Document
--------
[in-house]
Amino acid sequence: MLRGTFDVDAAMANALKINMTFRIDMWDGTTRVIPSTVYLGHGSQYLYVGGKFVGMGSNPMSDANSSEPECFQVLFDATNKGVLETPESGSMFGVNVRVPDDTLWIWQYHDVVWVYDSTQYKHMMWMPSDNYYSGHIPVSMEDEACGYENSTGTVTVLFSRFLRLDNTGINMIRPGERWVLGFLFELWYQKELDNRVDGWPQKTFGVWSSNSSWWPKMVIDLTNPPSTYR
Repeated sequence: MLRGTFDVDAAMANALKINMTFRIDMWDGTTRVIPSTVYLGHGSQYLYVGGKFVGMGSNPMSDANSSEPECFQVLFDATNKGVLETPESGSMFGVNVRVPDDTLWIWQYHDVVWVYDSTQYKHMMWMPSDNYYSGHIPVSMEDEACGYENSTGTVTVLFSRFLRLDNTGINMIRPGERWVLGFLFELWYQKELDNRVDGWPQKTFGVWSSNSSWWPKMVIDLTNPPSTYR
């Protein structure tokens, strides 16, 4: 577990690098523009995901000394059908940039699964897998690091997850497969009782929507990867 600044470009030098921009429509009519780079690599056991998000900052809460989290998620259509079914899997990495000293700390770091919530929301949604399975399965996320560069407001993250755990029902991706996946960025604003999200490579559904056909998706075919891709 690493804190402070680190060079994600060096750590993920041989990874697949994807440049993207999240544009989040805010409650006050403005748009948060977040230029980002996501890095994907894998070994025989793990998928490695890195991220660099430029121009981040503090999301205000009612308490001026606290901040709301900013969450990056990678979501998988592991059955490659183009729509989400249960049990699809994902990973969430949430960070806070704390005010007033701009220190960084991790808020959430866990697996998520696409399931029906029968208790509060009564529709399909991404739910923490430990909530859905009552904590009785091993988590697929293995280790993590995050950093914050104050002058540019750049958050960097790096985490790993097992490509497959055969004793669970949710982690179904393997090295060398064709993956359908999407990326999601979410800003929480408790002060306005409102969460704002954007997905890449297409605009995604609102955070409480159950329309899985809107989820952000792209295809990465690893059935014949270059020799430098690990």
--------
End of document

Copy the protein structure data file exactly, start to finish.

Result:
[in-house]
Amino acid sequence: MLRGTFDVDAAMANALKINMTFRIDMWDGTTRVIPSTVYLGHGSQYLYVGGKFVGMGSNPMSDANSSEPECFQVLFDATNKGVLETPESGSMFGVNVRVPDDTLWIWQYHDVVWVYDSTQYKHMMWMPSDNYYSGHIPVSMEDEACGYENSTGTVTVLFSRFLRLDNTGINMIRPGERWVLGFLFELWYQKELDNRVDGWPQKTFGVWSSNSSWWPKMVIDLTNPPSTYR
Repeated sequence: MLRGTFDVDAAMANALKINMTFRIDMWDGTTRVIPSTVYLGHGSQYLYVGGKFVGMGSNPMSDANSSEPECFQVLFDATNKGVLETPESGSMFGVNVRVPDDTLWIWQYHDVVWVYDSTQYKHMMWMPSDNYYSGHIPVSMEDEACGYENSTGTVTVLFSRFLRLDNTGINMIRPGERWVLGFLFELWYQKELDNRVDGWPQKTFGVWSSNSSWWPKMVIDLTNPPSTYR
């Protein structure tokens, strides 16, 4: 577990690098523009995901000394059908940039699964897998690091997850497969009782929507990867 600044470009030098921009429509009519780079690599056991998000900052809460989290998620259509079914899997990495000293700390770091919530929301949604399975399965996320560069407001993250755990029902991706996946960025604003999200490579559904056909998706075919891709 690493804190402070680190060079994600060096750590993920041989990874697949994807440049993207999240544009989040805010409650006050403005748009948060977040230029980002996501890095994907894998070994025989793990998928490695890195991220660099430029121009981040503090999301205000009612308490001026606290901040709301900013969450990056990678979501998988592991059955490659183009729509989400249960049990699809994902990973969430949430960070806070704390005010007033701009220190960084991790808020959430866990697996998520696409399931029906029968208790509060009564529709399909991404739910923490430990909530859905009552904590009785091993988590697929293995280790993590995050950093914050104050002058540019750049958050960097790096985490790993097992490509497959055969004793669970949710982690179904393997090295060398064709993956359908999407990326999601979410800003929480408790002060306005409102969460704002954007997905890449297409605009995604609102955070409480159950329309899985809107989820952000792209295809990465690893059935014949270059020799430098690990």